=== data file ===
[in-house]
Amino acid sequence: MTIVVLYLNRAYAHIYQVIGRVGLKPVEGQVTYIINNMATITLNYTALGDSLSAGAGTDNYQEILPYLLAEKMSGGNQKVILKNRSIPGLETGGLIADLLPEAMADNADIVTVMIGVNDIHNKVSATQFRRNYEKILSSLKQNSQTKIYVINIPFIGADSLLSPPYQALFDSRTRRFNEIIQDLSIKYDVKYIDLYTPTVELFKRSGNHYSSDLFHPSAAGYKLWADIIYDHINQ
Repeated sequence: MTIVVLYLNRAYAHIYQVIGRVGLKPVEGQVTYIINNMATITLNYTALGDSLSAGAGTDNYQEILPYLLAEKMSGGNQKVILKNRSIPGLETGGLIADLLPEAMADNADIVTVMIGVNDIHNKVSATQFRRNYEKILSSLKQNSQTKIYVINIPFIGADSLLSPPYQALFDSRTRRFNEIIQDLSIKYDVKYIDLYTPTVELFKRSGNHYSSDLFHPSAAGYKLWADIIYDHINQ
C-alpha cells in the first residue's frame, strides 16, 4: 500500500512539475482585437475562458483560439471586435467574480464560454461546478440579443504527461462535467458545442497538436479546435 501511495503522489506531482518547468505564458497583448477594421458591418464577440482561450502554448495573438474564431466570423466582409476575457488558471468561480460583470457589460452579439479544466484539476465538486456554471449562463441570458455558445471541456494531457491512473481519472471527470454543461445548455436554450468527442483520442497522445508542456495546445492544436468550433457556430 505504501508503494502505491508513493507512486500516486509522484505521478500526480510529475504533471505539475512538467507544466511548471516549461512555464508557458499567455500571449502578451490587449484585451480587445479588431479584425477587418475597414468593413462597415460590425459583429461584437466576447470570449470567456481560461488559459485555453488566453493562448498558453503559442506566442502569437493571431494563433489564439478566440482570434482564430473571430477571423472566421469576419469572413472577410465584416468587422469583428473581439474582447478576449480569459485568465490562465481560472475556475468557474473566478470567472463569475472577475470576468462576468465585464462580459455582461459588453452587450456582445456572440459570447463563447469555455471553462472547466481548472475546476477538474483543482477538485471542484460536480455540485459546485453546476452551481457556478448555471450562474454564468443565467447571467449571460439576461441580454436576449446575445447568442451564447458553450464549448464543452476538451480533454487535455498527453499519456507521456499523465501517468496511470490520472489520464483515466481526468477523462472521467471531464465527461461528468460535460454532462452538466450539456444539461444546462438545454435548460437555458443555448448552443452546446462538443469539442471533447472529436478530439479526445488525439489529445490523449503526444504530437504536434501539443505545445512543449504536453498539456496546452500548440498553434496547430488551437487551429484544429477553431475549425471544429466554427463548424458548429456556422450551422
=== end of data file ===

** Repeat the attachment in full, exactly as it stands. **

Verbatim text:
[in-house]
Amino acid sequence: MTIVVLYLNRAYAHIYQVIGRVGLKPVEGQVTYIINNMATITLNYTALGDSLSAGAGTDNYQEILPYLLAEKMSGGNQKVILKNRSIPGLETGGLIADLLPEAMADNADIVTVMIGVNDIHNKVSATQFRRNYEKILSSLKQNSQTKIYVINIPFIGADSLLSPPYQALFDSRTRRFNEIIQDLSIKYDVKYIDLYTPTVELFKRSGNHYSSDLFHPSAAGYKLWADIIYDHINQ
Repeated sequence: MTIVVLYLNRAYAHIYQVIGRVGLKPVEGQVTYIINNMATITLNYTALGDSLSAGAGTDNYQEILPYLLAEKMSGGNQKVILKNRSIPGLETGGLIADLLPEAMADNADIVTVMIGVNDIHNKVSATQFRRNYEKILSSLKQNSQTKIYVINIPFIGADSLLSPPYQALFDSRTRRFNEIIQDLSIKYDVKYIDLYTPTVELFKRSGNHYSSDLFHPSAAGYKLWADIIYDHINQ
C-alpha cells in the first residue's frame, strides 16, 4: 500500500512539475482585437475562458483560439471586435467574480464560454461546478440579443504527461462535467458545442497538436479546435 501511495503522489506531482518547468505564458497583448477594421458591418464577440482561450502554448495573438474564431466570423466582409476575457488558471468561480460583470457589460452579439479544466484539476465538486456554471449562463441570458455558445471541456494531457491512473481519472471527470454543461445548455436554450468527442483520442497522445508542456495546445492544436468550433457556430 505504501508503494502505491508513493507512486500516486509522484505521478500526480510529475504533471505539475512538467507544466511548471516549461512555464508557458499567455500571449502578451490587449484585451480587445479588431479584425477587418475597414468593413462597415460590425459583429461584437466576447470570449470567456481560461488559459485555453488566453493562448498558453503559442506566442502569437493571431494563433489564439478566440482570434482564430473571430477571423472566421469576419469572413472577410465584416468587422469583428473581439474582447478576449480569459485568465490562465481560472475556475468557474473566478470567472463569475472577475470576468462576468465585464462580459455582461459588453452587450456582445456572440459570447463563447469555455471553462472547466481548472475546476477538474483543482477538485471542484460536480455540485459546485453546476452551481457556478448555471450562474454564468443565467447571467449571460439576461441580454436576449446575445447568442451564447458553450464549448464543452476538451480533454487535455498527453499519456507521456499523465501517468496511470490520472489520464483515466481526468477523462472521467471531464465527461461528468460535460454532462452538466450539456444539461444546462438545454435548460437555458443555448448552443452546446462538443469539442471533447472529436478530439479526445488525439489529445490523449503526444504530437504536434501539443505545445512543449504536453498539456496546452500548440498553434496547430488551437487551429484544429477553431475549425471544429466554427463548424458548429456556422450551422